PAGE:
SPECIAL REPORT: Grills Could Become Backyard Bombs
Updated: Thursday, January 31 2013, 11:20 PM EST
COLUMBUS -- Grilling out is a pastime for many, but one distraction can turn the fun into a potentially deadly experience, especially during the winter.
ESPN anchor Hannah Storm learned that lesson the hard way last December.
"I yelled inside to my 15-year-old daughter, who was in the kitchen, 'mommy is on fire,"' Storm said. "You have to call 911."
Storm says she was trying to re-ignite her propane grill on that chilly day after the flame had gone out. She shut off the gas, but when she tried reigniting it, all she saw was a wall of fire, then a huge explosion that blew the doors off the grill.
Ohio State Fire Marshal Larry Flowers says propane gas is heavier than air, so even when you turn it off, excess amounts of it may settle at the bottom of the grill. And in the winter, colder temperatures lower the pressure of the propane tanks; meaning it doesn't take much for the flame to be snuffed.
"If you come out to re-light the grill, you would then have an explosion because of that propane that's consolidated in that area," Flowers said.
Storm says she was lucky she escaped from her grill explosion with her life, but the incident left plenty of scars.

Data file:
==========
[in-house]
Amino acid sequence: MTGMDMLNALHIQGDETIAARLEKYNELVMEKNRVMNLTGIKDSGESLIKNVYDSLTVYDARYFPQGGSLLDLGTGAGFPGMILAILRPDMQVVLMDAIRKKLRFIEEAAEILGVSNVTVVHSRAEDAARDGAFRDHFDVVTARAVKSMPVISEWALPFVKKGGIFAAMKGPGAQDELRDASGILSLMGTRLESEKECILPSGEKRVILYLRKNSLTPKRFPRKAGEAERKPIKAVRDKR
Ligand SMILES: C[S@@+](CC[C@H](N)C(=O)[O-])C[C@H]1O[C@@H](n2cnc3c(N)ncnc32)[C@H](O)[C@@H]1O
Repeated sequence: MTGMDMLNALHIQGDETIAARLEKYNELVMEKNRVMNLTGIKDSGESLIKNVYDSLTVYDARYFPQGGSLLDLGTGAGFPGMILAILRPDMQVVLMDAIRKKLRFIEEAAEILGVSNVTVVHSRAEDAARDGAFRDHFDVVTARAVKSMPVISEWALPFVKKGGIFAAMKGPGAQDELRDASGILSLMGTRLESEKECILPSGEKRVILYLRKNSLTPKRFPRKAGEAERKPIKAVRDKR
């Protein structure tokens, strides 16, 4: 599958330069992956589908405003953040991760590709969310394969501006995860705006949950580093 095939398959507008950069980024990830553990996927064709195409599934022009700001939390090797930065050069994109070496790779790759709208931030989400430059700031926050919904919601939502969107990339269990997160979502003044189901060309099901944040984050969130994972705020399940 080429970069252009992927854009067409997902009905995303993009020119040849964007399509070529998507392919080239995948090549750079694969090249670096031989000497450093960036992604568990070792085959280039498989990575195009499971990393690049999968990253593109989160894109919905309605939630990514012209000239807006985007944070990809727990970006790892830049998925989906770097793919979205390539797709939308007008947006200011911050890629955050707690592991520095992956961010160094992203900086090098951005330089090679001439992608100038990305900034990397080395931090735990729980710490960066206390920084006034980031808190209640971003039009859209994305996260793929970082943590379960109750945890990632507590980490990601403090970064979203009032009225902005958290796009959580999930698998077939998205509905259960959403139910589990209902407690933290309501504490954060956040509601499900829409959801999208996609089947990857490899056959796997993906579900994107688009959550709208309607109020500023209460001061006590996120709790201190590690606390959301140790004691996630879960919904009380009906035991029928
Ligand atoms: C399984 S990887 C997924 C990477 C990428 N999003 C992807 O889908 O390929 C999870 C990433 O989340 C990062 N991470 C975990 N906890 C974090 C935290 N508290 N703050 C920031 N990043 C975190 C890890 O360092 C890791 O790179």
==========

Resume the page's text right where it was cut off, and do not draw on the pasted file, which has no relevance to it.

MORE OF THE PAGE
"My skin was badly burned," Storm said. "There were red, actual flame marks on my neck. You could tell where the flames had been licking up on my neck and I was very disfigured without hair, eyebrows, eye lashes. It was a sight to behold, let me tell you."
Flowers says propane itself is very safe, as long as it's used properly. For example, if your flame goes out, turn the propane off and wait at least 5 minutes before reigniting, which should let the excess gas air out.
Manufacturers deliberately add a chemical to propane to give it a rotten smell if there's a leak. So if you continue to smell the gas after the tank has been closed for 5 minutes or more, call 911 and let the pros take care of it.
Perhaps most importantly, Flowers says, stay focused while grilling.
"Keep an eye on it," he said. "Don't walk away from it. Make sure it's operating properly."
For more safety information about propane grilling, click here.
Reporter: Adam Aaro